The Cruel Prince by Holly Black

The Cruel Prince
by Holly Black

Summary: Jude was seven years old when her parents were murdered and she and her two sisters were stolen away to live in the treacherous High Court of Faerie. Ten years later, Jude wants nothing more than to belong there, despite her mortality. But many of the fey despise humans. Especially Prince Cardan, the youngest and wickedest son of the High King.

To win a place at the Court, she must defy him–and face the consequences.

In doing so, she becomes embroiled in palace intrigues and deceptions, discovering her own capacity for bloodshed. But as civil war threatens to drown the Courts of Faerie in violence, Jude will need to risk her life in a dangerous alliance to save her sisters, and Faerie itself.
Well then. This is definitely my favourite book in a long time. I loved it so much that before I'd even finished reading it, I bought four more Holly Black books (this was my first -- how have I waited this long to read her books?!).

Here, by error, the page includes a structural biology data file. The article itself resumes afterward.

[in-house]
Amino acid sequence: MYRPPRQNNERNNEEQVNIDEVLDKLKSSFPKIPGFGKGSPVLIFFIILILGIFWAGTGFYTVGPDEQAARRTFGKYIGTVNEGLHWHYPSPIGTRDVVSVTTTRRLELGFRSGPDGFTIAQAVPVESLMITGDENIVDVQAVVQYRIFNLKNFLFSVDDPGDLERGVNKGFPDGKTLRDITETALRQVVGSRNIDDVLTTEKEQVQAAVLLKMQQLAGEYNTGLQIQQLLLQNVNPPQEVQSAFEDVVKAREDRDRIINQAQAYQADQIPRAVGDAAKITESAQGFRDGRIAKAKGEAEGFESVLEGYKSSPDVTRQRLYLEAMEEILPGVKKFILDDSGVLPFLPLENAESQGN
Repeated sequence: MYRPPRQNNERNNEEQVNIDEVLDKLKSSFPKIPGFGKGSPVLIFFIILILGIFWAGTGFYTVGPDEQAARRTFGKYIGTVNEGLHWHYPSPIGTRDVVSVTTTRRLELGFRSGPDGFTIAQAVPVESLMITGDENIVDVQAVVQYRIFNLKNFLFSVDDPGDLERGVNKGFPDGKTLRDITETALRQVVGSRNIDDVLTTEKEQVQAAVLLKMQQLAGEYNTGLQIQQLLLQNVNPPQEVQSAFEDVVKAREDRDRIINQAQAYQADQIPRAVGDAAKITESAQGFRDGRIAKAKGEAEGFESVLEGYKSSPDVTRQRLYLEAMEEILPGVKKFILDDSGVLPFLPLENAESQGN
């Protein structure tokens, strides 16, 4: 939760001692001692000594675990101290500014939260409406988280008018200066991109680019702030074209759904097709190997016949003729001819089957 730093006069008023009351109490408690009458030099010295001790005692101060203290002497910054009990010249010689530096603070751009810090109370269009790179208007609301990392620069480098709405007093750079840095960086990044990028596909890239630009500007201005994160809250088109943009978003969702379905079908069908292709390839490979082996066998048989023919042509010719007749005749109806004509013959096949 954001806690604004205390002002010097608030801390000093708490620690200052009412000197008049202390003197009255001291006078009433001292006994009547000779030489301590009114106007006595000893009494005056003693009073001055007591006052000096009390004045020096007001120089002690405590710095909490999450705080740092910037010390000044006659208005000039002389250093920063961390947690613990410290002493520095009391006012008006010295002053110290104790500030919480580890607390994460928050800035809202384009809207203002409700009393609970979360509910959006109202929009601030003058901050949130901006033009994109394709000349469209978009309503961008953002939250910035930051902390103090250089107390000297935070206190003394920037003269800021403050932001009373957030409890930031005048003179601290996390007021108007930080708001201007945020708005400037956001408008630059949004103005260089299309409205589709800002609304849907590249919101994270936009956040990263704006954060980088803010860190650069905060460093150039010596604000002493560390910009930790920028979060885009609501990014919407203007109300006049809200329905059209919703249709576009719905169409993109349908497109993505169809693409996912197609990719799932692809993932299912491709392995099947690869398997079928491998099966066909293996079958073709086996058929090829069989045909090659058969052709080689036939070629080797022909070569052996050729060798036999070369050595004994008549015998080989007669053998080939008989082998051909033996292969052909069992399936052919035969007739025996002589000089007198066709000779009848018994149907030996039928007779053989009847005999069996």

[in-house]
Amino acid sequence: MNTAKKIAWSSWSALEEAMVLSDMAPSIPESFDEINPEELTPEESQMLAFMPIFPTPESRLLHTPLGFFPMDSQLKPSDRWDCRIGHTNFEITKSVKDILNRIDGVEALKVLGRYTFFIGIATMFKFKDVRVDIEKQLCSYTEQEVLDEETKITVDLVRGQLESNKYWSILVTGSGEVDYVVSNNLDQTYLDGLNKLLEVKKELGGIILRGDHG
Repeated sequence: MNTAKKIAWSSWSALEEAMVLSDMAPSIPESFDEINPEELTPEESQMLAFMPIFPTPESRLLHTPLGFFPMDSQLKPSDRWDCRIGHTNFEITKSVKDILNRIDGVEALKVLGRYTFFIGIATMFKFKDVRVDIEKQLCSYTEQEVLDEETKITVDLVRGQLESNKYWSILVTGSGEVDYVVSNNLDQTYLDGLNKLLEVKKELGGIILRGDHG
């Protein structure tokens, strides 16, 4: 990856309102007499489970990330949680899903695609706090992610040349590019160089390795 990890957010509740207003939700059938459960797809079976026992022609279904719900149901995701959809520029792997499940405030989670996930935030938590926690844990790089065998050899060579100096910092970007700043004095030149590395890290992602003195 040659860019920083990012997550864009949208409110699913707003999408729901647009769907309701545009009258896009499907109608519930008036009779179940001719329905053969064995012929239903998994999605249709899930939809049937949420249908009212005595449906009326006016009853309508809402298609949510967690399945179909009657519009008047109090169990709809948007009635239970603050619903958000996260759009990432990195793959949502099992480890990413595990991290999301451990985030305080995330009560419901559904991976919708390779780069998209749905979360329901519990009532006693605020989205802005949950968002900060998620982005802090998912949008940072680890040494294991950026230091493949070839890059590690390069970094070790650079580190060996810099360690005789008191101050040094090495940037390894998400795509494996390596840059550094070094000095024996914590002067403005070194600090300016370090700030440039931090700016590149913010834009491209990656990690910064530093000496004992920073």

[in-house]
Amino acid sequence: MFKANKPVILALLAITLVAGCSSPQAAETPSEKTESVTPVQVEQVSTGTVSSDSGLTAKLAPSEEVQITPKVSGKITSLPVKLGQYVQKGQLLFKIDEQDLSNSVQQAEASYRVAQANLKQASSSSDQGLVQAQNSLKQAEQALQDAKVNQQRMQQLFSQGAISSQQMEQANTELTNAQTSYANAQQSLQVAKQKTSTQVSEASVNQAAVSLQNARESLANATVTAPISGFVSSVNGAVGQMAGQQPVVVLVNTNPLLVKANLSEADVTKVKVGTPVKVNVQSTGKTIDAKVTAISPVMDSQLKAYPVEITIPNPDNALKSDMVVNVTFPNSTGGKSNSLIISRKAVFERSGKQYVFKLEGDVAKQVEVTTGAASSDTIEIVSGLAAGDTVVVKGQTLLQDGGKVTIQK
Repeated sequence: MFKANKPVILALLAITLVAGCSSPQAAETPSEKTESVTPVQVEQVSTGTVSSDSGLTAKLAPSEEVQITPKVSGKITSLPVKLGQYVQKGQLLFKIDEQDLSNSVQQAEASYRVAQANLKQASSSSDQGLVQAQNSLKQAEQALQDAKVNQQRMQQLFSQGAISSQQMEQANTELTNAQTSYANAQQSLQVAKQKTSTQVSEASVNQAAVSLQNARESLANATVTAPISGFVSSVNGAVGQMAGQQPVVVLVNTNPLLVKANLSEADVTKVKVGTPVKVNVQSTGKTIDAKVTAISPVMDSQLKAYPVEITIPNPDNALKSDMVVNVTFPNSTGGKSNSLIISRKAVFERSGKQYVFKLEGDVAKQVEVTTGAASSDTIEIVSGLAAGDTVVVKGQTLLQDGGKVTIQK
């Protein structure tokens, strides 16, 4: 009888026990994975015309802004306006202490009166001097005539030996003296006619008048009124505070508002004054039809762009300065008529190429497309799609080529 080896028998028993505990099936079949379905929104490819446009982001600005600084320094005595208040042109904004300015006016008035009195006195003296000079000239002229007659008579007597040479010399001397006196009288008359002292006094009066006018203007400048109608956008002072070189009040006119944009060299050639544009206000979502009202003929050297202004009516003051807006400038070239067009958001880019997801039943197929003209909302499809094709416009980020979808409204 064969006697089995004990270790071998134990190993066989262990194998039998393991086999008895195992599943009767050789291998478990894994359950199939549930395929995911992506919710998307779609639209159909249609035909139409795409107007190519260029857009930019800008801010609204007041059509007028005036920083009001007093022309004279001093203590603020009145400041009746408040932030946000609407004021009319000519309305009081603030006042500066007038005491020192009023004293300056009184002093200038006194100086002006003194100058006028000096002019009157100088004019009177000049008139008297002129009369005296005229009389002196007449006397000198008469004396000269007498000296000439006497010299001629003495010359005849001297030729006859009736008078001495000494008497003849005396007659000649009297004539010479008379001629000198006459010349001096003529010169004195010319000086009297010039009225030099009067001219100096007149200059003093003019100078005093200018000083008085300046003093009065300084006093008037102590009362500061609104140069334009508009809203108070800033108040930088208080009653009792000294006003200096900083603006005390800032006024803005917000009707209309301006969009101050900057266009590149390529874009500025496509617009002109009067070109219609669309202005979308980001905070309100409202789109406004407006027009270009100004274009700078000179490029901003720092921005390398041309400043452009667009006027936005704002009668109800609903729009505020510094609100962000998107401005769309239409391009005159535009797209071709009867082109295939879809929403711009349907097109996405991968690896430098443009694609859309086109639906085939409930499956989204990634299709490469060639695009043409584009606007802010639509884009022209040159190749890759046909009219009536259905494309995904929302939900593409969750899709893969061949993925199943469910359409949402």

The characters and relationships were wonderfully complex and the story was delightfully dark and twisted. I was thoroughly addicted from page one.

I adored Jude as a narrator -- she was a bit of an antihero and I loved that so much and I loved the way it showed how she and her sister learned to navigate this world in such different ways. I loved the way it showed that they didn't fit in because they weren't fae, but they didn't fit in with humans either because they were raised as if they were fae.

I really, really loved the messed up relationship between Cardan and Jude too, hate-to-love relationships are my favourite and this one was particularly twisted and definitely a slow burner -- I need the next book to see what happens there.

If you've ever finished a book and just wanted to cry because you desperately need the sequel right then and there, then you'll know how I felt finishing this book. Waiting a whole year for the next one is not going to be fun (but hey, at least I have a stack of Holly's other books to read until then).

I'd rate this one 5 stars out of 5.